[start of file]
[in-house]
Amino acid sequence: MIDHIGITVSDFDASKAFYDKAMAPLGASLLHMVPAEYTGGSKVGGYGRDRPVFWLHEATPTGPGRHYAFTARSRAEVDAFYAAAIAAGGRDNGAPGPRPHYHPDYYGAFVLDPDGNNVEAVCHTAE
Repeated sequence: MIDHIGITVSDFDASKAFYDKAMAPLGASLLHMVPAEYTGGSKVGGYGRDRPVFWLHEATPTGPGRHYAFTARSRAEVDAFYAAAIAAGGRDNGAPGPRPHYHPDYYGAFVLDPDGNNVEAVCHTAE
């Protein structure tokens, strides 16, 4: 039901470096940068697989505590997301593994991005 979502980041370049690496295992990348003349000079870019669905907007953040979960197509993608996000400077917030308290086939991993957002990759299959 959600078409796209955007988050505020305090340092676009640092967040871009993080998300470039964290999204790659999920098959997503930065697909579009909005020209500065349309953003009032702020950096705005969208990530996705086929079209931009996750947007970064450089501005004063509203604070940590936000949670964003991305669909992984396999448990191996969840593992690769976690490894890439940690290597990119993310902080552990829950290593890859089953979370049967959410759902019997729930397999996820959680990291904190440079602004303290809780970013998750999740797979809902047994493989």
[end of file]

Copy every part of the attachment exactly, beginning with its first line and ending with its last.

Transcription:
[in-house]
Amino acid sequence: MIDHIGITVSDFDASKAFYDKAMAPLGASLLHMVPAEYTGGSKVGGYGRDRPVFWLHEATPTGPGRHYAFTARSRAEVDAFYAAAIAAGGRDNGAPGPRPHYHPDYYGAFVLDPDGNNVEAVCHTAE
Repeated sequence: MIDHIGITVSDFDASKAFYDKAMAPLGASLLHMVPAEYTGGSKVGGYGRDRPVFWLHEATPTGPGRHYAFTARSRAEVDAFYAAAIAAGGRDNGAPGPRPHYHPDYYGAFVLDPDGNNVEAVCHTAE
């Protein structure tokens, strides 16, 4: 039901470096940068697989505590997301593994991005 979502980041370049690496295992990348003349000079870019669905907007953040979960197509993608996000400077917030308290086939991993957002990759299959 959600078409796209955007988050505020305090340092676009640092967040871009993080998300470039964290999204790659999920098959997503930065697909579009909005020209500065349309953003009032702020950096705005969208990530996705086929079209931009996750947007970064450089501005004063509203604070940590936000949670964003991305669909992984396999448990191996969840593992690769976690490894890439940690290597990119993310902080552990829950290593890859089953979370049967959410759902019997729930397999996820959680990291904190440079602004303290809780970013998750999740797979809902047994493989």